You see a lot of chubby kids these days. I immediately feel guilty having written this. It feels unkind, unsympathetic to people who struggle with their weight. But in my defence, I’m not having a go at the kids themselves. Their misery is well documented – and is nothing new, as this eloquent blog post shows.
In some cases it’s just down to metabolism. And the food industry has a lot to answer for too, packing their products with vast quantities of sugar. But I think it’s also about lifestyle. What I really worry about with my own kids is inactivity.
It’s in the nature of growing older that you come to think of your own childhood has somehow more wholesome than that of the current generation. I wasn’t sporty, but I spent a lot of time wandering around the countryside enjoying innocent pleasures like poking sticks into cow pats. My kids – given half a chance – would spend the whole day doing nothing more strenuous than swiping their finger across a touchscreen or clicking a computer mouse.
My answer to this is Project Get Your Arse Off The Sofa and Do Something Active Instead (though I usually try to market it in slightly more attractive terms). I’ve had a lot of failures. The words “Let’s all go for a walk in the wood” are pretty much guaranteed to evoke a disdainful groan. But I’ve also had the occasional success. One of them is sailing.
There’s maybe some emotional baggage here. My parents were divorced but I used to visit my dad for short holidays. One time we were staying in a caravan he owned, and he took me for a walk. We ended up in this small boatyard where he excitedly showed me what looked like a small bathtub, full of rainwater and covered in green slime. “It’s a Mirror dinghy,” he declared proudly. “I’ve bought it. I was wondering, if you’d be interested in us going on a course together and learning how to sail?”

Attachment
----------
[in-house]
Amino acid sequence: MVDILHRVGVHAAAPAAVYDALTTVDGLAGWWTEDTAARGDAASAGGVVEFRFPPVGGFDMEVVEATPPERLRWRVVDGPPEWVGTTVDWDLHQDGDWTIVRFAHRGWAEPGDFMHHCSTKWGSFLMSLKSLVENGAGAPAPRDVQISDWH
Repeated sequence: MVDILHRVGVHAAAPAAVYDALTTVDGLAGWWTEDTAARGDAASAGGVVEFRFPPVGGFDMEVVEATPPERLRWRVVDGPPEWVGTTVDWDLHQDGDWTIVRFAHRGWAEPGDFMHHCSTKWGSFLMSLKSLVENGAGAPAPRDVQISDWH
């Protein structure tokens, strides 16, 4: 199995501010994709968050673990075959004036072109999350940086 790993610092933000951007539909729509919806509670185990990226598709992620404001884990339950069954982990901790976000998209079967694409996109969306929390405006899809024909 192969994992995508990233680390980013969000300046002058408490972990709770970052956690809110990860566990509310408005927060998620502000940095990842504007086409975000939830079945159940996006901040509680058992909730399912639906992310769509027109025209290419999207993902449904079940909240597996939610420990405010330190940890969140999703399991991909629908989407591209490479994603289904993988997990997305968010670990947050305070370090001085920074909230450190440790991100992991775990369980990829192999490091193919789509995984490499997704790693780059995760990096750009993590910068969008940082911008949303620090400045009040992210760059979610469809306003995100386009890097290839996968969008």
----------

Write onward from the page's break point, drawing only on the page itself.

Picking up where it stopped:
I looked down at the slimy bathtub and thought about it for a few seconds. “Not really,” I told him.
A couple of years later, I’d read Swallow and Amazons and felt very differently about sailing. Exploring secret islands… pirate adventures. But by then my father was dead, and there would be no sailing courses together. I’ve thought about it often over the years, regretted the missed opportunity. So this spring I signed myself up for a dinghy sailing course, along with Groucho and Number Two.
One thing I learned on this course was that wearing a wetsuit is not a great look for me, especially on a chilly day in April when it makes me look like I’ve got the genitals of an Action Man. And I can’t pretend the course was a complete success – I ended up sharing a boat with Number Two who spent a lot of the time screaming in terror. Messing about in boats, it seems, is not for her – or at least for now. But Groucho? She loved it!
Since then we’ve joined a local sailing club and I take her along most weeks. I can’t say I’ve done a lot of sailing myself – I’m like a nautical roadie, helping her get the boat rigged and cheering from shore. But (fingers crossed) she’s sticking at it and has finally found a pastime she enjoys that doesn’t involve the TV, computer or a tablet. Perhaps in the years to come we will spend afternoons out on the water together, building memories that will last a lifetime.
Well, that’s my hope. Time will tell.